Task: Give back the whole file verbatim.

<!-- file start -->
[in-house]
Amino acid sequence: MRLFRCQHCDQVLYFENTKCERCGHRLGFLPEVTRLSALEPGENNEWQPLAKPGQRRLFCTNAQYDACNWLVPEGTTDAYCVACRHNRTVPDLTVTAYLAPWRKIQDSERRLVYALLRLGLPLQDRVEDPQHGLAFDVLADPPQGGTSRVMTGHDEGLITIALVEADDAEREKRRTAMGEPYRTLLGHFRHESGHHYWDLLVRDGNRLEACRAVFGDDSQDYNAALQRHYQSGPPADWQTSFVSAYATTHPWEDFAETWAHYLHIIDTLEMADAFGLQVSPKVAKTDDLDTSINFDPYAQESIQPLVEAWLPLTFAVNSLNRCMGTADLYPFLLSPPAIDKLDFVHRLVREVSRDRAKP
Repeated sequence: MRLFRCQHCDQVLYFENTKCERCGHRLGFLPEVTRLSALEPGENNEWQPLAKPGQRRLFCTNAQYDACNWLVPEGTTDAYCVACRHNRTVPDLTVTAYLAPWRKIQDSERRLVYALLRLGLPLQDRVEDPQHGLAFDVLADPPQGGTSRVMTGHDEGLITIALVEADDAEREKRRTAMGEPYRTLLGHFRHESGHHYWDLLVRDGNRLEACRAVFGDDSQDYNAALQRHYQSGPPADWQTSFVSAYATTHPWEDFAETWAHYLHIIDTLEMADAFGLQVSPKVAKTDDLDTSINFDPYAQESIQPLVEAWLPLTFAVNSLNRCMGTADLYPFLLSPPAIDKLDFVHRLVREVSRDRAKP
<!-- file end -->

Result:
[in-house]
Amino acid sequence: MRLFRCQHCDQVLYFENTKCERCGHRLGFLPEVTRLSALEPGENNEWQPLAKPGQRRLFCTNAQYDACNWLVPEGTTDAYCVACRHNRTVPDLTVTAYLAPWRKIQDSERRLVYALLRLGLPLQDRVEDPQHGLAFDVLADPPQGGTSRVMTGHDEGLITIALVEADDAEREKRRTAMGEPYRTLLGHFRHESGHHYWDLLVRDGNRLEACRAVFGDDSQDYNAALQRHYQSGPPADWQTSFVSAYATTHPWEDFAETWAHYLHIIDTLEMADAFGLQVSPKVAKTDDLDTSINFDPYAQESIQPLVEAWLPLTFAVNSLNRCMGTADLYPFLLSPPAIDKLDFVHRLVREVSRDRAKP
Repeated sequence: MRLFRCQHCDQVLYFENTKCERCGHRLGFLPEVTRLSALEPGENNEWQPLAKPGQRRLFCTNAQYDACNWLVPEGTTDAYCVACRHNRTVPDLTVTAYLAPWRKIQDSERRLVYALLRLGLPLQDRVEDPQHGLAFDVLADPPQGGTSRVMTGHDEGLITIALVEADDAEREKRRTAMGEPYRTLLGHFRHESGHHYWDLLVRDGNRLEACRAVFGDDSQDYNAALQRHYQSGPPADWQTSFVSAYATTHPWEDFAETWAHYLHIIDTLEMADAFGLQVSPKVAKTDDLDTSINFDPYAQESIQPLVEAWLPLTFAVNSLNRCMGTADLYPFLLSPPAIDKLDFVHRLVREVSRDRAKP